solution with explanation


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    public class Solution {
        public int findDuplicate(int[] nums) {
            int slow = nums[0];
            int fast = nums[nums[0]];
            // mu --- first node of repetition
            // lam --- length of the loop
            while (slow != fast) {  //x_{i} = x_{2i} = x_{i + k * lam} ==> i = k * lam
                slow = nums[slow];
                fast = nums[nums[fast]];
            }
            
            slow = 0;
            // slow is at x_{0}, fast is at x_{k * lam}
            // x_{j} = x_{j + k * lam}  ==> j = mu for any j >= mu
            while (slow != fast) {
                slow = nums[slow];
                fast = nums[fast];
            }
            // slow and fast are both at mu
            return slow;
        }
    }
    

    This page gives a quite clear explanation of the Floyd's cycle-detection algorithm. Here is the principal:

    • The position where the two pointers meet must satisfy this relation: x_{i} = x_{i + k * lambda} where x_{i} is the position representation for the slower pointer and x_{i + k * lambda} is the position representation for the faster pointer. k is a constant and lambda is the length of the loop.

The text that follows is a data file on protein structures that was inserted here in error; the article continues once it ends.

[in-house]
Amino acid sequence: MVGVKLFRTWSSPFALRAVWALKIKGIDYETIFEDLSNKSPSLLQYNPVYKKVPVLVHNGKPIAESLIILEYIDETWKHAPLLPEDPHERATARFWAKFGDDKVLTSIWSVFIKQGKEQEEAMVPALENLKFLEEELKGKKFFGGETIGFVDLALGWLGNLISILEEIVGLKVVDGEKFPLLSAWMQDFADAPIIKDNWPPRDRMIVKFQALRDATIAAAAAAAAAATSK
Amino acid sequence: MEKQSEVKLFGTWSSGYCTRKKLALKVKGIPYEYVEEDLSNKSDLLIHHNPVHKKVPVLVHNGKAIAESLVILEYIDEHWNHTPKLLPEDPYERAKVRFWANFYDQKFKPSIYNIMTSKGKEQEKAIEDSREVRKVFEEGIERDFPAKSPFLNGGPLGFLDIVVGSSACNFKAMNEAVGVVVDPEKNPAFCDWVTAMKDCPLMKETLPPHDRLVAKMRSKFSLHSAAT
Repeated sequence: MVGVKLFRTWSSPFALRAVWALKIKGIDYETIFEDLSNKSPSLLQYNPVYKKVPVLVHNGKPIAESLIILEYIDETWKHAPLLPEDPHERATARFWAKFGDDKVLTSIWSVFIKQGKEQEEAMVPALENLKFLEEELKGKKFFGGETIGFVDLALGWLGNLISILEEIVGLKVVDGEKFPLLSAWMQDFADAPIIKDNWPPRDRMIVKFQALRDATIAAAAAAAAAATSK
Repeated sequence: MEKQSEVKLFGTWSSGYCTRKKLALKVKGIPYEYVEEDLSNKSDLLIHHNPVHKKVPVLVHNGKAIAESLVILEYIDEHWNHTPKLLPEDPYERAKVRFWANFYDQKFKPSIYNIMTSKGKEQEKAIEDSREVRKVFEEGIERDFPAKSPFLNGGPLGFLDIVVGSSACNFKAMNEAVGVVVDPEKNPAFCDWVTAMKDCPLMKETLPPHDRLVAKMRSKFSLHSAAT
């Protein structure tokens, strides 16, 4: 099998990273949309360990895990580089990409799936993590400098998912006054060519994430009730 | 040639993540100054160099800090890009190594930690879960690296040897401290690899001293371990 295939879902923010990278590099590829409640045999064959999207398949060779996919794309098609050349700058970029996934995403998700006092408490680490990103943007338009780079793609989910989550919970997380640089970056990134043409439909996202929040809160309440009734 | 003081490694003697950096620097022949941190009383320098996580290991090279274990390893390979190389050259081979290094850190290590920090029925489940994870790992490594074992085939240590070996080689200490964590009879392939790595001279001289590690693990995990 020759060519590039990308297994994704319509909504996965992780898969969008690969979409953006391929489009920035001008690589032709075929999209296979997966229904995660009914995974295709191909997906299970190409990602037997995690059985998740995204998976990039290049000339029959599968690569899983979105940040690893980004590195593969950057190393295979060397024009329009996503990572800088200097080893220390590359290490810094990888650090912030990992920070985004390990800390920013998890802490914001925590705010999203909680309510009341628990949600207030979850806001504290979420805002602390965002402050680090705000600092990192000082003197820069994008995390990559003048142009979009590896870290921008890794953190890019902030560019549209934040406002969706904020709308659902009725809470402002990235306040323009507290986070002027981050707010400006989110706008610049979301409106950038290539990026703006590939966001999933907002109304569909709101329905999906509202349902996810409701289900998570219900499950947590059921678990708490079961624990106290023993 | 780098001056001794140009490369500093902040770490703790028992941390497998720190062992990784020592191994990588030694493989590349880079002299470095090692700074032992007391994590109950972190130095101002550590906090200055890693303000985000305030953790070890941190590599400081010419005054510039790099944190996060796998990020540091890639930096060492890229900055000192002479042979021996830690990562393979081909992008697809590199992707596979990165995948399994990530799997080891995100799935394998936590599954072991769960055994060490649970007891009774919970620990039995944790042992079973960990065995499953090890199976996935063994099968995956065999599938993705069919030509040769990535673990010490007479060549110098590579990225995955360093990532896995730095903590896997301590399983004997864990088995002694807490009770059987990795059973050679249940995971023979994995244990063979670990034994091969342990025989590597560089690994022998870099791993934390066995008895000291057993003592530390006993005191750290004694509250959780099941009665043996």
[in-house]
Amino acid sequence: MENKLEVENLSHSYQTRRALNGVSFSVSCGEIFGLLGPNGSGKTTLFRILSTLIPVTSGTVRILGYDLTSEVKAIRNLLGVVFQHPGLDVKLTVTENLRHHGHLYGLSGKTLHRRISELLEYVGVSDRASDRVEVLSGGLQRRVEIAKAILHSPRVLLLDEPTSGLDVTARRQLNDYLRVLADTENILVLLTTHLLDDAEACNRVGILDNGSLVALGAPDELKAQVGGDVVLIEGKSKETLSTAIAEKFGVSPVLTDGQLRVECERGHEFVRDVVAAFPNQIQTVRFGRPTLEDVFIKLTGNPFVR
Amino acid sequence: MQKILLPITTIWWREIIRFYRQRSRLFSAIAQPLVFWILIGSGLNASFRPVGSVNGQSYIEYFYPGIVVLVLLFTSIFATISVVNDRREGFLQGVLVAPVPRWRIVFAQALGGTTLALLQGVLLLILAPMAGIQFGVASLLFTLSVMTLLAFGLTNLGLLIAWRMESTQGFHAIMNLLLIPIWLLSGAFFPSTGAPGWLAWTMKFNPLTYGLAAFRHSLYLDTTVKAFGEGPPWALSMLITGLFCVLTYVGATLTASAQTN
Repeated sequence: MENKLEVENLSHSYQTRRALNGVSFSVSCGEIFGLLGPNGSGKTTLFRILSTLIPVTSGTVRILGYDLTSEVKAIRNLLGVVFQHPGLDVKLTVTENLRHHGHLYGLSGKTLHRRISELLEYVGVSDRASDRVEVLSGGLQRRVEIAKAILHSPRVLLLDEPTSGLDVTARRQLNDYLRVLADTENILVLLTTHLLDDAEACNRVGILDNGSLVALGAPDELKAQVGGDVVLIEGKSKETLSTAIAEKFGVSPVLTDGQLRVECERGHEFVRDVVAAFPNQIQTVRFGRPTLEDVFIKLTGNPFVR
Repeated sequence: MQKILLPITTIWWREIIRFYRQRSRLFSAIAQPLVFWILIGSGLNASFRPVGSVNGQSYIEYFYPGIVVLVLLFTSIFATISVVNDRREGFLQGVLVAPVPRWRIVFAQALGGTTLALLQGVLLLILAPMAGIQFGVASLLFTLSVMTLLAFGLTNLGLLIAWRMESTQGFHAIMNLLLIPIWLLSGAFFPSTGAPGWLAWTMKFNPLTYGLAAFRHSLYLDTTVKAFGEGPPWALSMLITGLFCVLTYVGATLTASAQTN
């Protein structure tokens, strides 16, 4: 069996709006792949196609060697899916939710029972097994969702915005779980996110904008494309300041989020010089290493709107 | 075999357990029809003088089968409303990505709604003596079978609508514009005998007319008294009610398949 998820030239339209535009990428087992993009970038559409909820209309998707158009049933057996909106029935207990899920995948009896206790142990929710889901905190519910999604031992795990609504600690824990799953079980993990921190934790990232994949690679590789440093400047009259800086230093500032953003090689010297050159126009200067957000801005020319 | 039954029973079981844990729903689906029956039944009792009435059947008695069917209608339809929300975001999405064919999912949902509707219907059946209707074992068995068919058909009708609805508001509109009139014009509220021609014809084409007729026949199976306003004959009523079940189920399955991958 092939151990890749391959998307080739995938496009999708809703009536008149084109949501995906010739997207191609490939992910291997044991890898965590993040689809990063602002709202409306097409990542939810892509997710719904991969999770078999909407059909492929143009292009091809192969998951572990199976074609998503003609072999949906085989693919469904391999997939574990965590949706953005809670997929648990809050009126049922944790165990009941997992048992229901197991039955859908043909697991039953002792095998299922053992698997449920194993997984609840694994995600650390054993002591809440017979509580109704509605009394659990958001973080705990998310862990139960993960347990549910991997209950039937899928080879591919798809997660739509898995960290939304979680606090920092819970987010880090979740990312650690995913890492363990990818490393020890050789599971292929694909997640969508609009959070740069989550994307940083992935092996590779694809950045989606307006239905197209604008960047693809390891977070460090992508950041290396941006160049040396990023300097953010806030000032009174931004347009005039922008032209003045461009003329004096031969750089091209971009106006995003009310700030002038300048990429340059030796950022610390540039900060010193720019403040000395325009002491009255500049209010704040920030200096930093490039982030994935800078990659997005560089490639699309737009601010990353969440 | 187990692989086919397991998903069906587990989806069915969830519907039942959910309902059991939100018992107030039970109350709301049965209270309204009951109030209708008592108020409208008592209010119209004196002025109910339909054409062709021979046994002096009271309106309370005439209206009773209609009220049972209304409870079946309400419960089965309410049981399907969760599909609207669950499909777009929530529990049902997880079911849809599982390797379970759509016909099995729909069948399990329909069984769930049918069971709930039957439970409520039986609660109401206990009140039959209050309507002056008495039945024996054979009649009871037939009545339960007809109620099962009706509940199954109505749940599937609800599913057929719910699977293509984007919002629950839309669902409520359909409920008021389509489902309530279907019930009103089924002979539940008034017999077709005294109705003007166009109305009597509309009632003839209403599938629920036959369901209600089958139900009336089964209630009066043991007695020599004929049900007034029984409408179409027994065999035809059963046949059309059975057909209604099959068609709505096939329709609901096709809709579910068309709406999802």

• When the speed of the faster pointer is twice of the speed of the slower (that is, i + k * lambda = 2i), i = k * lambda. This indicates that slower and faster pointers meet at a k * lambda away from the origin, denote this distance as v. That is, v = k * lambda.
    • After knowing v. We relocate two pointers, one at origin and the other at v. That is, they are v apart. Move them with the same speed. So one is at x_{j} and the other is at x_{j + v}. Remember v = k * lambda, x_{j} = x_{j + k *lambda} for any j >= mu, where mu is the entry point of the loop (i.e. they are constant cycles apart).

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